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Differences between Airline & Fighter jet turbine engines?

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Differences between Airline & Fighter jet turbine engines?

Old 23rd Aug 2007, 01:04
  #21 (permalink)  
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I was told PTR was there to give the Jag driver the ability to get out of his parking space.
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Old 31st Aug 2007, 14:20
  #22 (permalink)  
 
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Jaguars

ahhhhhh 54 SQN Coltishalll.. he hehe happy days ...............
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Old 1st Sep 2007, 13:39
  #23 (permalink)  
 
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Thread resume (for a moment or two anyway).
One of the other differences is not immediatey apparant in the military word.
Longivity.
Military engines, whether piston or jet, have traditionally been highly stressed. This has been to ensure, as far as practible, most power from least size/weight. The drawback from operating highly stressed engines is that they don't last as long.
As an example, some of you may remember a number of years back, CFM and Rolls-Royce were alternating adverts in Flight singing their own praises as one of their respective engines had broken new records. For RR it was a 211. For CFM it was a 56. Each manufacturer proudly stated that their engine had accomplished 30,000 hours and seven years 'on-wing' if memory serves me well. I am not aware of any military, front-line engines being this long-legged. Cue someone telling me otherwise.
Both adverts stopped around the same time...

Off thread now. With regard to the Real B0llicks 199, what a piece of tripe. A three-spool engine. WOW. Unfortunately, the IP (intermediate pressure) spool was so inefficient, it failed to contribute to engine thrust (i.e. it only produced enough to power itself). Read excess weight and wear for no performance gain. Good design, that. This is why the EJ200 is a two-spool engine (as it was designed using the 199 as a starting block).

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Old 8th Jun 2022, 22:32
  #24 (permalink)  
 
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Thanks guys
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Old 9th Jun 2022, 00:27
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Originally Posted by Kitbag View Post
Jaguar PTR was indeed introduced as for AAR. It was found that the need to throttle the RH engine back at altitude to prevent surging left the driver without sufficient fine control of his airspeed on the LH engine- effectively he would have been at max dry or thereabouts, and any further increase in airspeed would necessitate going to Min reheat. This made the aircraft too fast. Solution was to provide reheat from 80%Nh or Part Throttle Reheat, thus giving the driver a much greater degree of control at a critical point in AAR. To ease commonality it was applied to all Jaguar engines and only required a bit of extra electrical string as far as the airframe was concerned. Think its the only type to have that facility but then when you look at the origins of the FCU its hardly surprising that little extras had to be added on to make it a militarily user friendly engine .

Use of 'n' is indeed as a result of maths/physics equations indicating rotational speed.
Utter balls. It was because the aeroplane above anything much above minimum landing mass had a hole on one engine thrust at max dry to maintain level flight and too much thrust at min reheat. Proven by the two incidents that happened to the French A single seater prototypes in May 1969. Brit test pilot saved the second by a blast of full reheat but scared the living daylights out of him. Jimmy Dell.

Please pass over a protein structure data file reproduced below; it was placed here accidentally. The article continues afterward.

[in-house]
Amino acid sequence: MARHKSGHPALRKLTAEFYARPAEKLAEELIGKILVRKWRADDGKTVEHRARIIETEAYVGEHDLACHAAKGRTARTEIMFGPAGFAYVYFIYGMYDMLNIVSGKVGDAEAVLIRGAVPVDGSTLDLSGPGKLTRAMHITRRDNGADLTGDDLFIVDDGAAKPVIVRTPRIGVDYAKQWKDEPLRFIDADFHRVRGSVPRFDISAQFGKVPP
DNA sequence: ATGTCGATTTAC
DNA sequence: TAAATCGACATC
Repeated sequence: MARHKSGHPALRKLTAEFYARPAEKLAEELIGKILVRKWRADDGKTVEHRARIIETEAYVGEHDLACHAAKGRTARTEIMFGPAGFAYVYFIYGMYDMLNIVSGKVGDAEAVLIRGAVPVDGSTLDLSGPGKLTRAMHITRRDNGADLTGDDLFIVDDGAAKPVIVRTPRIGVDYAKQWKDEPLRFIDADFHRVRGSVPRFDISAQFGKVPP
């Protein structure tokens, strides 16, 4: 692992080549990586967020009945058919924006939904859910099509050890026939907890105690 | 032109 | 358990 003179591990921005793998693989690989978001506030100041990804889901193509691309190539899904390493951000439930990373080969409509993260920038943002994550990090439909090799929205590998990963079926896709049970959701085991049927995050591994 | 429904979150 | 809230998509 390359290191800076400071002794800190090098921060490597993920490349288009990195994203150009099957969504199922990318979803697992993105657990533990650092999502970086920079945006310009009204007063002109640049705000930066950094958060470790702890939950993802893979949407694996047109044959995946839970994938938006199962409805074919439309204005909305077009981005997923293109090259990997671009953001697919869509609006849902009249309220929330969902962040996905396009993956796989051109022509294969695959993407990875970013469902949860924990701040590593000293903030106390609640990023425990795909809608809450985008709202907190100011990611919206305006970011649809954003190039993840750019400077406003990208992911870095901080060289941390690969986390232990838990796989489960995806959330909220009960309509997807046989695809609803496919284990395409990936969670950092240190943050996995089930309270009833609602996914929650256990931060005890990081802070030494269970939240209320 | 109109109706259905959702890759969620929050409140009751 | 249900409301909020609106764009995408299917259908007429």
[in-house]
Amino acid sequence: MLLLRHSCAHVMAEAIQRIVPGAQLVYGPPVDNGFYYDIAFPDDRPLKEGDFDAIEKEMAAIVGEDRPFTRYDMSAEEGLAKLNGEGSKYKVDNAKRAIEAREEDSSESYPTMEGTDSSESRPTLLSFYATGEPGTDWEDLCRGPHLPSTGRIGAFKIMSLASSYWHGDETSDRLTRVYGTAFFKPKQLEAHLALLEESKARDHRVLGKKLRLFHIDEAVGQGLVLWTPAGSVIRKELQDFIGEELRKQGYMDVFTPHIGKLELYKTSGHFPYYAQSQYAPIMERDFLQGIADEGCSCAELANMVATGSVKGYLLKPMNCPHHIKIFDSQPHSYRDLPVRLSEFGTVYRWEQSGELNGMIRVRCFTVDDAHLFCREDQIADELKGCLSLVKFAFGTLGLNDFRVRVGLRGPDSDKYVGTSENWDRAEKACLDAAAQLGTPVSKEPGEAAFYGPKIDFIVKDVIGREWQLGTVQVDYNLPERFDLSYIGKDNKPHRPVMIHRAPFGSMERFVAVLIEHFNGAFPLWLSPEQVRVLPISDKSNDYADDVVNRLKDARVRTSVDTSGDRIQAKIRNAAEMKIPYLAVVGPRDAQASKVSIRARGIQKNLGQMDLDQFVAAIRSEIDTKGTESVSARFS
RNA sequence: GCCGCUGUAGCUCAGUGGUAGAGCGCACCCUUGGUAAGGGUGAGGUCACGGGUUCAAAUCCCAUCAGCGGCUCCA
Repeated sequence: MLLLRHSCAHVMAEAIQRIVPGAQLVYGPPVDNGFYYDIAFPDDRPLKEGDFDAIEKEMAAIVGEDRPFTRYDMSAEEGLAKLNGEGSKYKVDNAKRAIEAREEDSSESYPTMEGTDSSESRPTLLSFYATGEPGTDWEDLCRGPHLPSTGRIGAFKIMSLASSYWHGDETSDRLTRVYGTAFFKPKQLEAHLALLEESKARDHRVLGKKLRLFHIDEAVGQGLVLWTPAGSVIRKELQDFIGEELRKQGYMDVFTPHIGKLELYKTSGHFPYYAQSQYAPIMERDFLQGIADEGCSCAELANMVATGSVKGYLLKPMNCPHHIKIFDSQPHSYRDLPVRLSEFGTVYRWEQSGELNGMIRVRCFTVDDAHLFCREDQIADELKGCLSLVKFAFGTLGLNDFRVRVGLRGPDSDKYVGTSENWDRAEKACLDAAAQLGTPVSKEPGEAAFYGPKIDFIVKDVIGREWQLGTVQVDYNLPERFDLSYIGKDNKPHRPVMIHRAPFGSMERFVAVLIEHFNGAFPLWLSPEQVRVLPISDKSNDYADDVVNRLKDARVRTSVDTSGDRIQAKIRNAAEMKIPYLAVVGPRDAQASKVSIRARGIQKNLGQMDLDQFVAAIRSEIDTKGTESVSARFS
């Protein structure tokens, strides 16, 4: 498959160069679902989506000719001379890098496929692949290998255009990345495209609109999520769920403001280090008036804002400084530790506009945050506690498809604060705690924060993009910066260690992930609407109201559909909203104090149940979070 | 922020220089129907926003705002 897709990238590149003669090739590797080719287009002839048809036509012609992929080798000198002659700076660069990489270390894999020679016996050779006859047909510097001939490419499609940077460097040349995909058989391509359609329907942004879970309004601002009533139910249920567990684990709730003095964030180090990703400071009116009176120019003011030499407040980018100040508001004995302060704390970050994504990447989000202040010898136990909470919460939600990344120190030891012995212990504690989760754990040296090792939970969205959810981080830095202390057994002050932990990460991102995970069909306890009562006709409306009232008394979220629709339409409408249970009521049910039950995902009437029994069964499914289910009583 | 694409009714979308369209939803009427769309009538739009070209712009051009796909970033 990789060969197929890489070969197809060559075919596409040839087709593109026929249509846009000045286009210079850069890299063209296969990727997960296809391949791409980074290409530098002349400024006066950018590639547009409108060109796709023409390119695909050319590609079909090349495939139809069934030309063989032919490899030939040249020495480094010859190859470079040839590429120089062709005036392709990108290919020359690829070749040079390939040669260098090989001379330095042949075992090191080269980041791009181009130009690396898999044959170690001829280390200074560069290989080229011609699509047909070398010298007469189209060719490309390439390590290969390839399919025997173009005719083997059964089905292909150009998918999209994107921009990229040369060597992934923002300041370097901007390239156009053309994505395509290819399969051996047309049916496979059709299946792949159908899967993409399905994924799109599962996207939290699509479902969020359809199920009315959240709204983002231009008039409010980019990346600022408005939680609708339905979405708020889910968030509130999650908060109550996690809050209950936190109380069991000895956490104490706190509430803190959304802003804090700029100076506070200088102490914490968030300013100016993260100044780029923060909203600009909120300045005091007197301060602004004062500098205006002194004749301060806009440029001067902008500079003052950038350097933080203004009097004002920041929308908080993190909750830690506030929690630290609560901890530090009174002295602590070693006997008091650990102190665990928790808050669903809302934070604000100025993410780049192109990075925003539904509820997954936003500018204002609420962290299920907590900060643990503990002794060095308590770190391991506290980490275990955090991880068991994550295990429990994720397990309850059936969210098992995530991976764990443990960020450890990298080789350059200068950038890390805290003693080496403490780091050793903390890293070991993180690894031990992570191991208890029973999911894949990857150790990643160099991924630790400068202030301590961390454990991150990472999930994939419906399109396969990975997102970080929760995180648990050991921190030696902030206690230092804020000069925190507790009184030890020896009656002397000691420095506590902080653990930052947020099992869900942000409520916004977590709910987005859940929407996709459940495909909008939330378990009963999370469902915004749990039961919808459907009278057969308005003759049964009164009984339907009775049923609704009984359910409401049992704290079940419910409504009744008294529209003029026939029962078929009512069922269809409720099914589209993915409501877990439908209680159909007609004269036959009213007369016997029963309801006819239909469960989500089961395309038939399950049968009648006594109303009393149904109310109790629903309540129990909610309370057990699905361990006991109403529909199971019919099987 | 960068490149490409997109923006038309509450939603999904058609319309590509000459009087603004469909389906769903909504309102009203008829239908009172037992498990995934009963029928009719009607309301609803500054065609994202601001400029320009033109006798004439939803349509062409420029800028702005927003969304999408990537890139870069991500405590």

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Old 9th Jun 2022, 02:04
  #26 (permalink)  
 
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*15-yr-old thread, resurrected by two words three posts above.
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Old 9th Jun 2022, 09:11
  #27 (permalink)  
 
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Originally Posted by jolihokistix View Post
*15-yr-old thread, resurrected by two words three posts above.
But some actual myths corrected.
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Old 9th Jun 2022, 13:56
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Maybe he is a slow reader.

No one could explain why the Jag Reheat ran at a lower pressure than the main engine if i am remembering correctly. Neither Rolls Royce or the course staff.
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Old 9th Jun 2022, 21:51
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Originally Posted by NutLoose View Post
Maybe he is a slow reader.

No one could explain why the Jag Reheat ran at a lower pressure than the main engine if i am remembering correctly. Neither Rolls Royce or the course staff.
PV/T = C. Combined Gas Laws. Had a J41 type course exam question that was never in the type course requiring the theoretical knowledge of that (Mod 15 stuff) to answer it. 9 blokes on the course, I was the only bloke to get it right ( Was a temp at P3 over P2.5 or something like that, then we all moaned why it was in the exam!)
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Old 10th Jun 2022, 11:33
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Similar we did an exam at Halton and it mentioned Cotter pins that you naturally think push bike pedals, as we know the Americans call the split pin a cotter pin and it was mentioned in the Gnome maintenance manuals that of course we had access too, but were not in the engine build section that we did installing the turbines too etc.
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